A typical patient with thyroid deficiency: Hypothyroidism.
As a child, Steven had a tendency to put on weight. His parents tried to make him lose weight by doing sports and diet, but nothing really helped. He was a slow child; slow in thinking and problems with school. The teachers said he had ADD. As an adult, he gained weight and his face grew puffy especially in the morning. He was always on a diet and could not lose weight. His skin was rough and dry and he had a bad temper and felt depressed a good portion of the day.
What’s the problem? A low thyroid.
The role of thyroid hormone includes increasing blood flow, heart rate, heat production, metabolism and energy. Also, speed of thinking, intestinal mobility, thirst, raising the good cholesterol and immunity from various infections and cancer. Be aware that thyroid hormones beneficially decrease total and bad cholesterol, as well as decreased diastolic blood pressure and getting edema out of the cells. Factors that increase thyroid production include eating a high-calorie diet, fruits and vegetables. They can all increase thyroid function. Eating too much protein such as meat and poultry or eating a very little diet such as a low-calorie diet, fasting or malnutrition can considerably lower thyroid activity.
Most thyroid hormone levels gradually decline with age. There are two thyroid hormones: T4 and T3. T4 decreases approximately 10-20% from age 25 to 75, and T3 decreases by 25%.
Signs of low thyroid: The body appears to have a large chest and abdomen, but has smaller limbs and the patient may be obese and swollen. He is prone to ear, nose and throat infections and prone to weight gain and difficulty losing weight. There is edema or swelling all over. Energy is decreased with morning fatigue and fatigue when taking a rest. The patient typically feels better in the evening. There is intolerance to cold, especially cold hands and cold feet with white fingers in the winter, and intolerance to heat and inability to sweat in hot climates. The patient needs to wear supplementary warm clothes in all seasons. There may be migraines, hair loss, dry hair, brittle nails, slow growing nails, dry skin, arthritis, muscle and joint stiffness and low back pain. Memory is not good. There is poor attention, poor concentration and poor school performance.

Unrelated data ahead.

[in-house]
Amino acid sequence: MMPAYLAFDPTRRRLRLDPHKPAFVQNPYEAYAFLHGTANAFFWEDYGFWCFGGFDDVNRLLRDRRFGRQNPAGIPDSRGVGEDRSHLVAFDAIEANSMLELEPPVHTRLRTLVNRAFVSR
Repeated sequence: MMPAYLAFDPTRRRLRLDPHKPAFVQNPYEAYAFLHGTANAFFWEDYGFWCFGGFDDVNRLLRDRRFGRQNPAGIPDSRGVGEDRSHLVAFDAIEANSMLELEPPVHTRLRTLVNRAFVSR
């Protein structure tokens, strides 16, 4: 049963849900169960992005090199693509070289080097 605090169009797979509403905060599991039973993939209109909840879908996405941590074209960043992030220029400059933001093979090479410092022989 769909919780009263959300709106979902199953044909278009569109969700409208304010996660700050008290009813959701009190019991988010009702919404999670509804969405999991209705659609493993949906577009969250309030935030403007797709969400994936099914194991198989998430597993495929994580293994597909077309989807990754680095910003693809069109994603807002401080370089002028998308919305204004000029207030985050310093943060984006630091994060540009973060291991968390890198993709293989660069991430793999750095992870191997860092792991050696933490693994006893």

The physical signs
of hypothyroidism include a puffy face, loss of outer third of the eyebrow, swollen eyelids, swollen lips and tongue. There are cold hands, brittle nails and slow growing nails. The calves show nonpitting edema and the feet are typically cold and swollen. There may also be flat feet. The skin is dry. The patient is tired most of the time.
I perform a battery of thyroid tests
to assess my patient. Blood tests include free T4, free T3, reverse T3, TSH and antibodies to T3 and T4, as well as antibodies to the thyroid gland itself. Of importance is the history from the patient. The patients, as discussed, are obese, depressed, cold and may exhibit high blood pressure and high cholesterol.
is using a natural thyroid called Armour, which has T4 as well as active T3. When indicated I use synthetic Synthroid
Another test that I also perform at times is a 24-hour urine to measure T3 and T4 over the whole day. I evaluate my patient frequently starting on a low dose and gradually raise the dose as needed. Then, blood tests are performed in order to make sure the patient is optimal.
Summary : I perform an extensive history and physical along with blood and urine testing to best treat my patients.